Aficionados of the theatre, or those who recall the 2015 TV adaptation of An Inspector Calls, will know well the story of Inspector Goole’s late night visit to the Birling household. The knock on the door heralding intensive questioning.

No matter how prepared you are, when the inspector calls there is a tendency to panic: to get all hands on deck and try get everything up to speed in order to host a successful inspection. Being inspection ready is more than just passing the inspection. It is about the preparation, the execution and the ongoing management in order to do the right thing, in the right way, at the right time and to be 100% ready, all of the time.

A typical two year MHRA inspection cycle can seem like a million miles away in a fast-paced pharmaceutical environment. While you are in the thick of it, you may not notice how the new product introductions, reorganisations and new IT systems soon add up. Before you know it, the system you thought was inspection ready no longer exists. The secret to inspection readiness is to ensure that your Pharmaceutical Quality System is used, in full, all the time and kept up-to-date.

Fixing everything last minute was never enough but is now just no longer acceptable. The regulatory authorities are paying more attention to historic performance. If you were out of control six months ago, but suddenly have fixed it two weeks before the inspection, expect to still get written up for it.

Alongside regulatory inspections, companies are now facing an increasing number of customer audits. With the recent updates to medical device legislation, there’s now a three year cycle whereby one in every three inspections is unannounced. Having a culture that reinforces the importance of inspection readiness makes it easier to manage in the long term. As Henry Ford said, “Quality means doing it right when no one is looking”.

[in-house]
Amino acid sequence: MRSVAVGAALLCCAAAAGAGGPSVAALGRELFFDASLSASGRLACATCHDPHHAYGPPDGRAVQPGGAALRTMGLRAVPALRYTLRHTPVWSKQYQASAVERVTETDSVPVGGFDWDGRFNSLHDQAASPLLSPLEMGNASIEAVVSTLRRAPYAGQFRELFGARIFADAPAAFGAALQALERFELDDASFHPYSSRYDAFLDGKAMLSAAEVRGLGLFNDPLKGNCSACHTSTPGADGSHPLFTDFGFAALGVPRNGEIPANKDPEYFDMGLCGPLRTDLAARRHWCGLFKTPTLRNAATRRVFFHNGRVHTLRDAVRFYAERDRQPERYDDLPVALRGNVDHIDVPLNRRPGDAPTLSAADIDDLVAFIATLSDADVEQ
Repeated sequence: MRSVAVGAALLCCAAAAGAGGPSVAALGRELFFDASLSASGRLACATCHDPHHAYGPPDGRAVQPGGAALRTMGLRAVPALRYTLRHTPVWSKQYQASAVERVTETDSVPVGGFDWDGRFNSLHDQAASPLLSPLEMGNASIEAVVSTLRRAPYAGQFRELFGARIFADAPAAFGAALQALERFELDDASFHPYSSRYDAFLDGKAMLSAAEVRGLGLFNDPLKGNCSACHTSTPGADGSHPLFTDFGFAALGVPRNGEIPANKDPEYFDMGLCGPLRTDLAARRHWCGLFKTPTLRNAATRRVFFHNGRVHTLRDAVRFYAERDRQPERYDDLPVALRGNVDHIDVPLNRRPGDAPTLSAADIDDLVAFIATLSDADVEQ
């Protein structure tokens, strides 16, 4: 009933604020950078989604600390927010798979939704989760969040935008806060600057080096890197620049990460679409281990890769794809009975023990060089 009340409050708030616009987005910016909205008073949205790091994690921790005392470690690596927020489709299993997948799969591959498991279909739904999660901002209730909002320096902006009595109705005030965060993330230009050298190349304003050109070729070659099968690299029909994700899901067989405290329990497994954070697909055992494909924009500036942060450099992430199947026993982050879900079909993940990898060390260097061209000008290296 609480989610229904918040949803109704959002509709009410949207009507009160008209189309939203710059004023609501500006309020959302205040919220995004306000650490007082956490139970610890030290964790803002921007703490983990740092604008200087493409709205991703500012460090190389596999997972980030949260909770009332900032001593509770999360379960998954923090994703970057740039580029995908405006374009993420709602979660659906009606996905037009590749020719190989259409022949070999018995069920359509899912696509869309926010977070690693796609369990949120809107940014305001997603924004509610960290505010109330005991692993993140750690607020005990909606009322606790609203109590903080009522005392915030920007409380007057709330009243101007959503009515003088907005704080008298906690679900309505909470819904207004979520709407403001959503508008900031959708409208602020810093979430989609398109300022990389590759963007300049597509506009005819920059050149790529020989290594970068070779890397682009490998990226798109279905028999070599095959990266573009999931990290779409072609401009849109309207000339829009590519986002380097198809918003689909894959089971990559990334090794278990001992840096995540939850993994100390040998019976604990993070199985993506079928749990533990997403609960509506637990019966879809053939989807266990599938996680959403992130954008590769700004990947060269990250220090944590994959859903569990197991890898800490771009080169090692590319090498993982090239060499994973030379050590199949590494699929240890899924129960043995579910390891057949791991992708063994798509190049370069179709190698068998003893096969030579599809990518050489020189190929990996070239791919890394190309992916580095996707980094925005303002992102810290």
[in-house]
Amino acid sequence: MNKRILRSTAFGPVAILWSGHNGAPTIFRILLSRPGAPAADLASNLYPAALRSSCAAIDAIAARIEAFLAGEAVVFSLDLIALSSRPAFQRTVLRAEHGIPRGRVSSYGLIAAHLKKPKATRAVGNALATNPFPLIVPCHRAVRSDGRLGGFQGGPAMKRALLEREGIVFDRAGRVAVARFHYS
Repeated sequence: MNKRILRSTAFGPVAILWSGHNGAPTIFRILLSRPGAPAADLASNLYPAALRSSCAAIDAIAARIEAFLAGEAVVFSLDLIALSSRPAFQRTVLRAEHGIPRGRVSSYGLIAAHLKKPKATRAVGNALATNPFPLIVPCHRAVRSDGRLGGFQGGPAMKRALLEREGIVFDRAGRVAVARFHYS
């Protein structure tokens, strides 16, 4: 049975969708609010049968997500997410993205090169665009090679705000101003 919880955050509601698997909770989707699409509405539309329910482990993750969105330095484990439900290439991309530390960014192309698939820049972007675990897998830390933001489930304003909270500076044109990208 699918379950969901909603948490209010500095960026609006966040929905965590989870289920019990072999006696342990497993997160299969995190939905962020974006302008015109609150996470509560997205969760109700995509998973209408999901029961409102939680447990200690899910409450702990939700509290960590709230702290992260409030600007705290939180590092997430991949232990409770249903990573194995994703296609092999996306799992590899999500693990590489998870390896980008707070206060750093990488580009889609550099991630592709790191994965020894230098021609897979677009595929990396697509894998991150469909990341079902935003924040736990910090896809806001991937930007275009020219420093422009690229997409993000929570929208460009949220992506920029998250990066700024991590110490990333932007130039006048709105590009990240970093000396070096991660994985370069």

So, how do you ensure inspection readiness? And how can you measure how ready you actually are? We’ve broken this down into four key stages: prepare; track; measure; and practise.

Prepare: Inspection readiness must be prioritised as a business objective. After all, in the pharmaceutical industry, without your licences, you don’t have a business. Regulatory authorities are essentially your key customers. They hold the keys to the markets you want to reach. Make it clear and unambiguous to your teams that regulatory compliance is a key business measure.

Track: How ready are you to receive an inspection? How visible is the progress of your key quality projects? Senior management must look at compliance project plans and KPIs with the same interest they would look at a balance sheet or sales figures.

Measure: Using KPIs for monitoring purposes is an effective tool. It is hugely important to use them, not just within the quality department, but across the whole business. Senior management must understand that an increase in overdue actions and deviations are danger signs that cannot and should not be ignored. Equally, the self-inspection schedule must be targeted and resourced to cover all the main systems. Are you performing enough? Are you looking in as much detail as an inspector will? Categorise your findings as the regulatory authority would. If your self-inspections are finding gaps that could be a major observation or a 483, the business and senior management needs to be aware of them and be pro-active in ensuring these areas addressed.